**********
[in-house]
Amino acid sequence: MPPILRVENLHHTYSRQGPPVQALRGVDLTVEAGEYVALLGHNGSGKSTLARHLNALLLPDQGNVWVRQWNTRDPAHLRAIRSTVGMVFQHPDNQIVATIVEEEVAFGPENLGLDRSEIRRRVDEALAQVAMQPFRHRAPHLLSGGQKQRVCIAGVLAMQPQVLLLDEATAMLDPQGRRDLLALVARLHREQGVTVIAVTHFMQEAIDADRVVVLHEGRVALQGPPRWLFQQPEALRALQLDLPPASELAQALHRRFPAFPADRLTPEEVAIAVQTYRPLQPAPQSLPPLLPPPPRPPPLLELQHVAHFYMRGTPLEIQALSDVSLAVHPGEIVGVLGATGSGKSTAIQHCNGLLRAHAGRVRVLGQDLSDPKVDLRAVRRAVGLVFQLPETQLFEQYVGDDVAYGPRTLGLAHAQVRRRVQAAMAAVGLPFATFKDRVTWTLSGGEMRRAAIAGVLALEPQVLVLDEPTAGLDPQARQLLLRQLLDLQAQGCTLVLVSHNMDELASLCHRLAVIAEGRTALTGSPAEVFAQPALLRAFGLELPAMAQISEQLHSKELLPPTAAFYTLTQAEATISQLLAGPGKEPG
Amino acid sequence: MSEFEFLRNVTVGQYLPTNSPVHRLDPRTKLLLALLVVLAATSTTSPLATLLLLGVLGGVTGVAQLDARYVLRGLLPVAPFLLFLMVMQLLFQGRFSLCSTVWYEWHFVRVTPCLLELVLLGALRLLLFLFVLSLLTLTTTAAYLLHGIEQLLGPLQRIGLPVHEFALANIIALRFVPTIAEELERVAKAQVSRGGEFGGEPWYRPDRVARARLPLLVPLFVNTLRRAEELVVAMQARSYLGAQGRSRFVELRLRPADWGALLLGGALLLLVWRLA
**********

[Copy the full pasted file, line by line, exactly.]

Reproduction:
[in-house]
Amino acid sequence: MPPILRVENLHHTYSRQGPPVQALRGVDLTVEAGEYVALLGHNGSGKSTLARHLNALLLPDQGNVWVRQWNTRDPAHLRAIRSTVGMVFQHPDNQIVATIVEEEVAFGPENLGLDRSEIRRRVDEALAQVAMQPFRHRAPHLLSGGQKQRVCIAGVLAMQPQVLLLDEATAMLDPQGRRDLLALVARLHREQGVTVIAVTHFMQEAIDADRVVVLHEGRVALQGPPRWLFQQPEALRALQLDLPPASELAQALHRRFPAFPADRLTPEEVAIAVQTYRPLQPAPQSLPPLLPPPPRPPPLLELQHVAHFYMRGTPLEIQALSDVSLAVHPGEIVGVLGATGSGKSTAIQHCNGLLRAHAGRVRVLGQDLSDPKVDLRAVRRAVGLVFQLPETQLFEQYVGDDVAYGPRTLGLAHAQVRRRVQAAMAAVGLPFATFKDRVTWTLSGGEMRRAAIAGVLALEPQVLVLDEPTAGLDPQARQLLLRQLLDLQAQGCTLVLVSHNMDELASLCHRLAVIAEGRTALTGSPAEVFAQPALLRAFGLELPAMAQISEQLHSKELLPPTAAFYTLTQAEATISQLLAGPGKEPG
Amino acid sequence: MSEFEFLRNVTVGQYLPTNSPVHRLDPRTKLLLALLVVLAATSTTSPLATLLLLGVLGGVTGVAQLDARYVLRGLLPVAPFLLFLMVMQLLFQGRFSLCSTVWYEWHFVRVTPCLLELVLLGALRLLLFLFVLSLLTLTTTAAYLLHGIEQLLGPLQRIGLPVHEFALANIIALRFVPTIAEELERVAKAQVSRGGEFGGEPWYRPDRVARARLPLLVPLFVNTLRRAEELVVAMQARSYLGAQGRSRFVELRLRPADWGALLLGGALLLLVWRLA